II.A Authorship and Contributorship
II.A.1. Byline Authors
An “author” is generally considered to be someone who has made substantive
intellectual contributions to a published study, and biomedical authorship
continues to have important academic, social, and financial implications. (1) In
the past, readers were rarely provided with information about contributions to studies
from those listed as authors and in acknowledgments. (2) Some journals now request
and publish information about the contributions of each person named as having
participated in a submitted study, at least for original research. Editors are strongly
encouraged to develop and implement a contributorship policy, as well as a policy on
identifying who is responsible for the integrity of the work as a whole. While
contributorship and guarantorship policies obviously remove much of the ambiguity
surrounding contributions, it leaves unresolved the question of the quantity and quality
of contribution that qualify for authorship. The International Committee of Medical
Journal Editors has recommended the following criteria for authorship; these criteria
are still appropriate for those journals that distinguish authors from other contributors.
• Authorship credit should be based on
1) substantial contributions to conception and design, or acquisition of data, or
analysis and interpretation of data;
2) drafting the article or revising it critically for important intellectual content; and
3) final approval of the version to be published.
Authors should meet conditions 1, 2, and 3.
• When a large, multi-center group has conducted the work, the group should identify
the individuals who accept direct responsibility for the manuscript (3). These
individuals should fully meet the criteria for authorship defined above and editors will
ask these individuals to complete journal-specific author and conflict of interest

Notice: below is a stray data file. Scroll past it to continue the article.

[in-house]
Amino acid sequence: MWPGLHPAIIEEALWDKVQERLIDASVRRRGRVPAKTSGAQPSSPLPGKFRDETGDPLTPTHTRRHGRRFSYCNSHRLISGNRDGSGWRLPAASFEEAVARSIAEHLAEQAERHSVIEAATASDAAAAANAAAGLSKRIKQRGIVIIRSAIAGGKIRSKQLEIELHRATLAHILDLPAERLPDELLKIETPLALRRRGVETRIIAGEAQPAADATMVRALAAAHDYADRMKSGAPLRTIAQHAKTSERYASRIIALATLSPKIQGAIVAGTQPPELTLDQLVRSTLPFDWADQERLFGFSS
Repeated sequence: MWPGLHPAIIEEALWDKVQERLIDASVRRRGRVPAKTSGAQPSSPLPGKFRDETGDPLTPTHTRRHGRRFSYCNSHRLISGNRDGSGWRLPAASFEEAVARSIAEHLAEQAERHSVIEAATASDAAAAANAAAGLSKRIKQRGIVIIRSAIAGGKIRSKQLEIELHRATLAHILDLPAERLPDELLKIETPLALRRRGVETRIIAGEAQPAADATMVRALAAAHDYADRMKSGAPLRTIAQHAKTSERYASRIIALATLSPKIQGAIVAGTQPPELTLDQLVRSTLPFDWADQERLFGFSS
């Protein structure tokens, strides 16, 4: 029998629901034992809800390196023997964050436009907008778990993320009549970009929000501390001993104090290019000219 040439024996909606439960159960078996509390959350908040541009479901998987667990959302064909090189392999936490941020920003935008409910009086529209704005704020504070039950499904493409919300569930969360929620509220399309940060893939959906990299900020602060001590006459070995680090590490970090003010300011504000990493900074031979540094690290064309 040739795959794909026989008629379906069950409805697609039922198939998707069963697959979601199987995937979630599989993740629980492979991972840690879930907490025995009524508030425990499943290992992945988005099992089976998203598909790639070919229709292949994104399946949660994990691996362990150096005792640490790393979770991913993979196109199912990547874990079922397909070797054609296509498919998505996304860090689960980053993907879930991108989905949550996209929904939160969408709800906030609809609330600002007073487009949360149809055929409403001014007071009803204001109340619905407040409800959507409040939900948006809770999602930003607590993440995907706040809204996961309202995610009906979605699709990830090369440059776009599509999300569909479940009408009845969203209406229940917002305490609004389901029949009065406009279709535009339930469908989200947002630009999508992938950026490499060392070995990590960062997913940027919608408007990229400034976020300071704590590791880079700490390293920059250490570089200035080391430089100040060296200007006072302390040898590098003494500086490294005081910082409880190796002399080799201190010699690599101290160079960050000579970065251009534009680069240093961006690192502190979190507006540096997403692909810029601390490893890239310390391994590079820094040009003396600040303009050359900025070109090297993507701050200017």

disclosure forms. When submitting a group author manuscript, the corresponding
author should clearly indicate the preferred citation and should clearly identify all
individual authors as well as the group name. Journals will generally list other
members of the group in the acknowledgements. The National Library of Medicine
indexes the group name and the names of individuals the group has identified as
being directly responsible for the manuscript.
• Acquisition of funding, collection of data, or general supervision of the research
group, alone, does not justify authorship.
• All persons designated as authors should qualify for authorship, and all those who
qualify should be listed.
• Each author should have participated sufficiently in the work to take public
responsibility for appropriate portions of the content. Some journals now also
request that one or more authors, referred to as “guarantors,” be identified as
the persons who take responsibility for the integrity of the work as a whole,
from inception to published article, and publish that information. Increasingly,
authorship of multi-center trials is attributed to a group. All members of the group who
are named as authors should fully meet the above criteria for authorship. The order of
authorship on the byline should be a joint decision of the coauthors. Authors should
be prepared to explain the order in which authors are listed.